top

THE COMPANIONS

Holy Cross Day: A Special Feast Day for Companions

by Lynn Adams, Companion, Northwest Chapter

HOLY CROSS DAY, SEPTEMBER 14:

A SPECIAL FEAST DAY FOR COMPANIONS:

``A day for recognizing the Cross as a symbol of triumph, as a sign of Christ’s victory over death, and a reminder of His promise, ‘And when I am lifted up, I will draw all people unto me.’``

It is Holy Cross Day, 2021. Companions celebrate this occasion at Adelynrood, our beloved home base and retreat center, with a procession to what we call the “Great Cross.” It stands on a granite outcropping, reminding us who we are – Companions of the Holy Cross – from many vantage points around the house.

In honor of the occasion, I am cribbing information about this feast day from James Kiefer, who writes in depth with great wit and charm about each feast day in my Daily Office phone app from the Mission of St. Clare.  Kiefer writes, “September 14th has become a day for recognizing the Cross (in a festal atmosphere that would be inappropriate on Good Friday) as a symbol of triumph, as a sign of Christ’s victory over death, and a reminder of His promise, ‘And when I am lifted up, I will draw all people unto me.’ (John 12:32)”

Kiefer traces where the cross as a symbol is found in early writings, and how it eventually came to be used at contemporary baptisms, marking a cross in fragrant oil on the forehead of the person being baptized. We have all seen Christians make the sign of the cross at various points, meaning, “This is Christ’s body that I am about to receive,” or “May my loved one rest in peace,” or “God protect me!” or just “At the name of Jesus I make this sign.”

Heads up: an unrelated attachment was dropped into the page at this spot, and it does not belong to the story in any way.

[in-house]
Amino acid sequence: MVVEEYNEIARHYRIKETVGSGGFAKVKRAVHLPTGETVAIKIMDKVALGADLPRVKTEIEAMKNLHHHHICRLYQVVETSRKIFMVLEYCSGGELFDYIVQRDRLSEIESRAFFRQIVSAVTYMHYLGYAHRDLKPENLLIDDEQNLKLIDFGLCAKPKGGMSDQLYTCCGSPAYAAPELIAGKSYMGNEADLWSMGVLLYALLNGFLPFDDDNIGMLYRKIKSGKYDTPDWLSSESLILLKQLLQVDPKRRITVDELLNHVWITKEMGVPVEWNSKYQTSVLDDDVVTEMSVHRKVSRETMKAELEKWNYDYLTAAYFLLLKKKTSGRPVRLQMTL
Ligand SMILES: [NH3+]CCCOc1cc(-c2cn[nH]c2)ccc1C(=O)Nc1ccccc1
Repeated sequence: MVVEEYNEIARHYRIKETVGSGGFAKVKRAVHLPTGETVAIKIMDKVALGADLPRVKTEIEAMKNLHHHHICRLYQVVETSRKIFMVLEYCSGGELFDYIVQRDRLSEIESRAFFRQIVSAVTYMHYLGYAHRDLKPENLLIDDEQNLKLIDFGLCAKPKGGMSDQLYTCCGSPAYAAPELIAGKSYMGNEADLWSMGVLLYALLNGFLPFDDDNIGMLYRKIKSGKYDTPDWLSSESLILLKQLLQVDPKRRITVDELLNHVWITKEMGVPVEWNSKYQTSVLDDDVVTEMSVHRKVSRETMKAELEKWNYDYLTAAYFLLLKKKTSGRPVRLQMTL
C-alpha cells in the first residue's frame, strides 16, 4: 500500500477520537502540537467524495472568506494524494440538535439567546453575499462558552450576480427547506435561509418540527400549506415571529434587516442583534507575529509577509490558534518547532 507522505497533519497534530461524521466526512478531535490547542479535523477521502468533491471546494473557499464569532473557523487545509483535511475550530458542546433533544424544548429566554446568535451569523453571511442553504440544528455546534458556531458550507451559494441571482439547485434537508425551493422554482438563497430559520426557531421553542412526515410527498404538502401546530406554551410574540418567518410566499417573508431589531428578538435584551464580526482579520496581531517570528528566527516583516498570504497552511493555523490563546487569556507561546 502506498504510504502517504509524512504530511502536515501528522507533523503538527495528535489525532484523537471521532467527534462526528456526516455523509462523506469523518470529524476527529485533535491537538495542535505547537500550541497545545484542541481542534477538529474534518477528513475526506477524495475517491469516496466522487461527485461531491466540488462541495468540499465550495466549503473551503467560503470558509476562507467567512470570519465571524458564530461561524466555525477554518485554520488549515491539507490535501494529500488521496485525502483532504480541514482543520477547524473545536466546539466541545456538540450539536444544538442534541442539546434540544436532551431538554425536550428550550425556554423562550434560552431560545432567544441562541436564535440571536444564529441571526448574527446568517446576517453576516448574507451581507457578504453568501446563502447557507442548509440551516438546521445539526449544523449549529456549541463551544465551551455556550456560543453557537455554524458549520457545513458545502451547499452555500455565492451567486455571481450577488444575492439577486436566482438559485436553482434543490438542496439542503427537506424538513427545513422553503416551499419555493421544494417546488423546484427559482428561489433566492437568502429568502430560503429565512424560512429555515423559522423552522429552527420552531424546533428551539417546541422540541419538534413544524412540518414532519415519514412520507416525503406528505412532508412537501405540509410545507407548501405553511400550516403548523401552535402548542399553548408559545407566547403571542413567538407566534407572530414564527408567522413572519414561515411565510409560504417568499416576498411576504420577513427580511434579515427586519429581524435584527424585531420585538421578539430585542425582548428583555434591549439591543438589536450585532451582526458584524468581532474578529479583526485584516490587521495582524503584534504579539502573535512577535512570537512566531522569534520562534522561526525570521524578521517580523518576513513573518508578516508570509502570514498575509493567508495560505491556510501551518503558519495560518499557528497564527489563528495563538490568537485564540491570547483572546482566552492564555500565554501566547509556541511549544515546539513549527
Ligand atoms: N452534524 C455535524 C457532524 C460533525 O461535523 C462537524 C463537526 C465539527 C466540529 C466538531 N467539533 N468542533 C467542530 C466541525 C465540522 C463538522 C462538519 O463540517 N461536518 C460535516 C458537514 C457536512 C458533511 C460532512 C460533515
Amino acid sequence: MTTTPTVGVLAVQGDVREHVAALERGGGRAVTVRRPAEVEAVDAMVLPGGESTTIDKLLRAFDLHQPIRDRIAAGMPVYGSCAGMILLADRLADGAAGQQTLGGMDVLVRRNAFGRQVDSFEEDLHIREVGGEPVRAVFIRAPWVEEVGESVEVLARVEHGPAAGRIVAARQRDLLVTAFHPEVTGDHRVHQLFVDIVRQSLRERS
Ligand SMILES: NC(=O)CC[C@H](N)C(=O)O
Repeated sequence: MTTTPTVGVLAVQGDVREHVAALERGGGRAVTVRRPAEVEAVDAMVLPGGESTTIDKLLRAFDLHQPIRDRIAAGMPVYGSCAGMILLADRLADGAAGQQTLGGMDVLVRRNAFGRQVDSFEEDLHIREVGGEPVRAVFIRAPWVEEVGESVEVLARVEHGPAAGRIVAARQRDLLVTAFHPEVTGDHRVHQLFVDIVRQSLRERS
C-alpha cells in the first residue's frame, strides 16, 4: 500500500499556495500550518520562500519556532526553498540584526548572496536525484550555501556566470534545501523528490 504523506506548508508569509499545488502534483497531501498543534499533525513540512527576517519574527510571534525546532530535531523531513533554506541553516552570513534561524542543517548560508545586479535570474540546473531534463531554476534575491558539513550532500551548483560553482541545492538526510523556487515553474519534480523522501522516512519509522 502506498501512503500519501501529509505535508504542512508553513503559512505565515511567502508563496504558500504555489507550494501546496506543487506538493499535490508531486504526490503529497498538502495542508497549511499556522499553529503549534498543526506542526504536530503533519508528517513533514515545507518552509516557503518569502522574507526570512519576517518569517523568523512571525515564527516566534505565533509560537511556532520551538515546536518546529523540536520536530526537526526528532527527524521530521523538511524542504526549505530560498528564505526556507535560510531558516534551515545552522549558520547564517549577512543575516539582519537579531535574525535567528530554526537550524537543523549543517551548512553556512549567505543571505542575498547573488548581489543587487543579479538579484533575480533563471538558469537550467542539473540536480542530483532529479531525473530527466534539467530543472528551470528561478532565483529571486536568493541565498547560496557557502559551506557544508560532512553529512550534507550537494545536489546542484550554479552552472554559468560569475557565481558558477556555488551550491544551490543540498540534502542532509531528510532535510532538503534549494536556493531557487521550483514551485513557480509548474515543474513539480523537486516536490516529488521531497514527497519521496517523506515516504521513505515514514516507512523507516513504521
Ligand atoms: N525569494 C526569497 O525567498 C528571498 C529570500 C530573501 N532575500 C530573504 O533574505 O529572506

Earlier this month, to my shame, I had forgotten that Holy Cross Day was coming up, or I would have delegated writing this post to one of many talented Companions. I’ve been too wrapped up in worldly concerns about modern communications, websites, and getting things done.

Now that very day has arrived. Time to stop, think about the cross. What does it mean for me? I belong to God.

I understand that phrase in the language of our Christian tradition, and as a Companion of the Holy Cross. I try to remember the love of God poured so generously on me.  I try to live in a spirit of gratitude and concern for others, aiming for “righteousness,” not to be confused with self-righteousness, and then I mess up over and over. Asking for forgiveness, and crossing myself when the priest makes a big sign of the cross over the congregation, saying, “Forgive you all your sins through our Lord Jesus Christ. Keep you in all goodness, and by the power of the Holy Spirit, keep you in everlasting life.”

That’s what comes to me on this busy day. What does the cross mean to you?